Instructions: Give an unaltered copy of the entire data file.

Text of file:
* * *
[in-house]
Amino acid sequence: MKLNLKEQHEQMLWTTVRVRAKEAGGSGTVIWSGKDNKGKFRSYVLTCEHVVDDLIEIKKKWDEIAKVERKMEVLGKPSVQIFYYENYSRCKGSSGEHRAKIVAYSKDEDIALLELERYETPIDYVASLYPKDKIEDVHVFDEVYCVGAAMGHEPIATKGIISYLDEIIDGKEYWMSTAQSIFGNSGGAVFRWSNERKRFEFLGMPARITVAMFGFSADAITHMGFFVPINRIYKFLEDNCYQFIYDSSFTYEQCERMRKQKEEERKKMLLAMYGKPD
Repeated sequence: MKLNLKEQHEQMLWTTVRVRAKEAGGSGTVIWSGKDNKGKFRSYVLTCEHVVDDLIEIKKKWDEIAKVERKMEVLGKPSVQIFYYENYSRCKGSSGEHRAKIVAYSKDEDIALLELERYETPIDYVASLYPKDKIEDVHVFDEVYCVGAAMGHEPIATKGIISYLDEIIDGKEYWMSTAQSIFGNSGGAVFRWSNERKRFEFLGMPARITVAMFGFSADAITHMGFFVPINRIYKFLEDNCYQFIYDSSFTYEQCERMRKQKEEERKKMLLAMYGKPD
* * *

[in-house]
Amino acid sequence: MKLNLKEQHEQMLWTTVRVRAKEAGGSGTVIWSGKDNKGKFRSYVLTCEHVVDDLIEIKKKWDEIAKVERKMEVLGKPSVQIFYYENYSRCKGSSGEHRAKIVAYSKDEDIALLELERYETPIDYVASLYPKDKIEDVHVFDEVYCVGAAMGHEPIATKGIISYLDEIIDGKEYWMSTAQSIFGNSGGAVFRWSNERKRFEFLGMPARITVAMFGFSADAITHMGFFVPINRIYKFLEDNCYQFIYDSSFTYEQCERMRKQKEEERKKMLLAMYGKPD
Repeated sequence: MKLNLKEQHEQMLWTTVRVRAKEAGGSGTVIWSGKDNKGKFRSYVLTCEHVVDDLIEIKKKWDEIAKVERKMEVLGKPSVQIFYYENYSRCKGSSGEHRAKIVAYSKDEDIALLELERYETPIDYVASLYPKDKIEDVHVFDEVYCVGAAMGHEPIATKGIISYLDEIIDGKEYWMSTAQSIFGNSGGAVFRWSNERKRFEFLGMPARITVAMFGFSADAITHMGFFVPINRIYKFLEDNCYQFIYDSSFTYEQCERMRKQKEEERKKMLLAMYGKPD